In a rare joint public appearance, three of the four largest agency holding company chiefs came together to lash the industry and, by implication, themselves, for not doing a better job a crucial task: recruiting talent.
WPP Chief Executive Martin Sorrell called it "criminal neglect," language echoed by Omnicom Group CEO John Wren. "We've gotten way too comfortable poaching, effectively. ... Episodically Omnicom has gone to campuses, but we don't stay there ... we pretend to stay there, but we don't." Interpublic Group of Cos. CEO Michael Roth said, "No one wakes you in the morning and says they want to go work in the advertising business."
All three agreed that the ad industry needs to do a better job in reaching out to business schools, as well as film schools and art schools, to create better systems to lure talent. Firms like McKinsey and Goldman Sachs were held up as examples.
"Our industry has to do a better job of diversity and inclusion," said Mr. Roth, which prompted the panelists to note that one factor that could change the "entitled, Anglo-American" approach to the business would be a shift in ad dollars to fast-growing markets in Asia and elsewhere.
While the three chief executives mainly agreed on the talent point, there were some mild disagreements over method.
Mr. Sorrell, in his usual insistent style, argued that human resources should be represented on the company boards. Mr. Roth disagreed, pointing to corporate governance rules for public companies.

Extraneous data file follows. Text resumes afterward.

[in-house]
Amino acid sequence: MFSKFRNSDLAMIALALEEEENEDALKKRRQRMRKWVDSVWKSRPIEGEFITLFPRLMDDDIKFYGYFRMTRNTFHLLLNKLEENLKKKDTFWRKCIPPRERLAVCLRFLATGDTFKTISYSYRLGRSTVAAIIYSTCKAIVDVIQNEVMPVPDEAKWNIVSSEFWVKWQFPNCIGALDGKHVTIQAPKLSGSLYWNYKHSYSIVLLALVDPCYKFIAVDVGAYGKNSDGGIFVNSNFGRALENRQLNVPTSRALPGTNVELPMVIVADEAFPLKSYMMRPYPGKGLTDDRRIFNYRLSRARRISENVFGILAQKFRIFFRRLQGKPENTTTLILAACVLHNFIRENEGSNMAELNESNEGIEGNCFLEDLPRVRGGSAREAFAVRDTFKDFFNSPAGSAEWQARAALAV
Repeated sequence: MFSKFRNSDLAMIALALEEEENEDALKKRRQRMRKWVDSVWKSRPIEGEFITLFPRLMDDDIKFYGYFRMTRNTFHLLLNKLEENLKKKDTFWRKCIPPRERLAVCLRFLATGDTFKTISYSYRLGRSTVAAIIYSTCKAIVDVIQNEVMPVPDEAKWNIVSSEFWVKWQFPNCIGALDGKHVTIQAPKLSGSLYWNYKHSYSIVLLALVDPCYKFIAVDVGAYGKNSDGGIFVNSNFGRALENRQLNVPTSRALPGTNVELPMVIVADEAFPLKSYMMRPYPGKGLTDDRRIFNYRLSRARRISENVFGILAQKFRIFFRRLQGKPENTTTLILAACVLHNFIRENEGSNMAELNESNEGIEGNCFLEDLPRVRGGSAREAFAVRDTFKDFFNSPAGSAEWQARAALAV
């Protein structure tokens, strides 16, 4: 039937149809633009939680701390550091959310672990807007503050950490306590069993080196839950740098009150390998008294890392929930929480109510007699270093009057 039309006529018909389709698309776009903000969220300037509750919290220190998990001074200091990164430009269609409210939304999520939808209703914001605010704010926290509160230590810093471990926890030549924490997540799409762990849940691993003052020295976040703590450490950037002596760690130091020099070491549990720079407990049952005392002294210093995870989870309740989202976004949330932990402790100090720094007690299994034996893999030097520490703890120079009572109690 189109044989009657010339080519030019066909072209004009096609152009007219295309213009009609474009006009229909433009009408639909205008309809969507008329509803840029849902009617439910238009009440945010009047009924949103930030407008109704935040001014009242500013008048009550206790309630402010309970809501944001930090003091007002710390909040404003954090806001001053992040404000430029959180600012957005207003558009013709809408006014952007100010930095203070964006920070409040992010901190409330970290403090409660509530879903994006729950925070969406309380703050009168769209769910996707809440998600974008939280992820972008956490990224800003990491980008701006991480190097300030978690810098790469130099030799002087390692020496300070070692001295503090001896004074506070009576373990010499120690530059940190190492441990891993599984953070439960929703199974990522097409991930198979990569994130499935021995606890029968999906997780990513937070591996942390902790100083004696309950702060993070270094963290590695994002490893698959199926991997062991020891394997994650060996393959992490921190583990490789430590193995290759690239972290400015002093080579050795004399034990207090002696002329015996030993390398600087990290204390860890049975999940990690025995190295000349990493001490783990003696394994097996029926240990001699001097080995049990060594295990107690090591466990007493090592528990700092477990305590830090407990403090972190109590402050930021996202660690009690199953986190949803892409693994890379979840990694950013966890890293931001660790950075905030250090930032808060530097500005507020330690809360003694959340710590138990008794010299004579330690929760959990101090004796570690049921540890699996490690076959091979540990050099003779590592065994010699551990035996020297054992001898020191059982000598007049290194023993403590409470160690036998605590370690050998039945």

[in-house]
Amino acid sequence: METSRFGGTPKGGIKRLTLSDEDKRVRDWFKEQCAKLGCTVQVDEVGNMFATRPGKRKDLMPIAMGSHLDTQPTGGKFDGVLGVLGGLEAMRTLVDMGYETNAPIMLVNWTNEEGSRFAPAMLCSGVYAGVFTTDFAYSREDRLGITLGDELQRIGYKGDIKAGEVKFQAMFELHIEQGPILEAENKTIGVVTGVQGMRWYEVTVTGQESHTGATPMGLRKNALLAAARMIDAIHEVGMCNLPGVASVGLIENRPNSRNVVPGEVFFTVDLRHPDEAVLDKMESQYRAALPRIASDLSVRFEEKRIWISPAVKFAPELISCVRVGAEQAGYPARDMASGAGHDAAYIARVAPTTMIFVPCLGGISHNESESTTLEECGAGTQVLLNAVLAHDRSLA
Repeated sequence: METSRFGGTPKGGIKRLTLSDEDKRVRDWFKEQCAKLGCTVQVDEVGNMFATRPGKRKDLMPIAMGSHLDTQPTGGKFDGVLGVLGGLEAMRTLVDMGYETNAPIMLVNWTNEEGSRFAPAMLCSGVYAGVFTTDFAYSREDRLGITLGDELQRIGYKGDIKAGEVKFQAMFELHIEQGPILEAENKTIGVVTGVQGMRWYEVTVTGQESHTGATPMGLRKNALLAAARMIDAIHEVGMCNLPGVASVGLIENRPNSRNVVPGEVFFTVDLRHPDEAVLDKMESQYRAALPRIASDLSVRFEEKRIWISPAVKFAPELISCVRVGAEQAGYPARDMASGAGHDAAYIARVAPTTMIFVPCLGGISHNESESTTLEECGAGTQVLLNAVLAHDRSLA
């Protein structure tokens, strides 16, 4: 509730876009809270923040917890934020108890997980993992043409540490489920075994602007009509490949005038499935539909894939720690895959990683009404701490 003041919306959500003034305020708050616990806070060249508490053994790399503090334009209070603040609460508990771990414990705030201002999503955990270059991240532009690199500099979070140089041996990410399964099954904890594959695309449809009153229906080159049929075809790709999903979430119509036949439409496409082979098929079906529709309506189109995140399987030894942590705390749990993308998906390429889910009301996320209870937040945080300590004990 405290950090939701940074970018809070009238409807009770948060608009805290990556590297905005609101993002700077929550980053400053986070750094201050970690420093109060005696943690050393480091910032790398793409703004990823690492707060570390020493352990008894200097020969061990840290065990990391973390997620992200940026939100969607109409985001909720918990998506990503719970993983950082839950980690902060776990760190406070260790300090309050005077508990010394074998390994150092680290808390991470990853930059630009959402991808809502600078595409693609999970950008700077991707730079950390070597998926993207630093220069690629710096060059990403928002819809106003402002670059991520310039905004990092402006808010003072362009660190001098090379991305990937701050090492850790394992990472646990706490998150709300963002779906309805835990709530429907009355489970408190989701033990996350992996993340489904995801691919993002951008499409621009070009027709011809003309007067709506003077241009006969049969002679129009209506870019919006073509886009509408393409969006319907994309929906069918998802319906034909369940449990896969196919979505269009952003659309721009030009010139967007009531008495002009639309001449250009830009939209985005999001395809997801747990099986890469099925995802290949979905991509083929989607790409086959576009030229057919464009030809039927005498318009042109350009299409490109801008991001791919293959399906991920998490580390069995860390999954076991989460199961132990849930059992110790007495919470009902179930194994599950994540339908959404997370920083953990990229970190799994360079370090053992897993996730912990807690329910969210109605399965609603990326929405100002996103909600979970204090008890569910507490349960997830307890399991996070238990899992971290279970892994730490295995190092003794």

"I think we are paying lip service to it," Mr. Sorrell said.
"Maybe you do," Mr. Roth said. "But we don't."
Despite that flare-up, there wasn't much disagreement among the masters of the ad-agency universe during the panel discussion, which kicked off the second morning of the 4A's conference. Interviewed by Johnson & Johnson marketer Brian Perkins, a client to all three holding companies, the CEOs were generally on the same page when it came to globalization, the challenges presented by new media, acquisitions and the impact of the separation of creative from media.
Asked which agency outside of their own companies was doing everything right, each pointed to Wieden & Kennedy and not much else. Said Mr. Sorrell of the Portland, Ore.-based indie agency, "It'll be interesting to see how they handle generational change." He also pointed to Sapient, saying that the digital agency is "attacking marketing function through the back end, through CTOs and CIOs."
On the ever-nagging issue of media unbundling, the shared perspective is that the now-more-than-a-decade-old shift has allowed media to focus on what it does and has allowed for faster development of better analytics tools. Mr. Perkins, whose J&J underwent a massive media agency review a few years ago, was having none of the argument that it's simply too late to do something about unbundling. When Mr. Sorrell said, "The toothpaste is out of the tube," Mr. Perkins replied, "I don't agree with that metaphor. Things change."
But the holding company chiefs also had a chance to poke back. Asked how clients could get better work from agencies, Mr. Wren said, "Trust us. And every once in while clients should go and pat someone on the back instead of prying $5 from their wallets."
Mr. Wren, typically reserved and not nearly as loquacious as his long-time rival Mr. Sorrell, tossed out the most provocative idea of the day. On the topic of integration, Mr. Wren speculated that in a couple years it's likely that agencies won't hire digital officers, adding: "You might be appointing privacy officers to watch the data and what we do with it."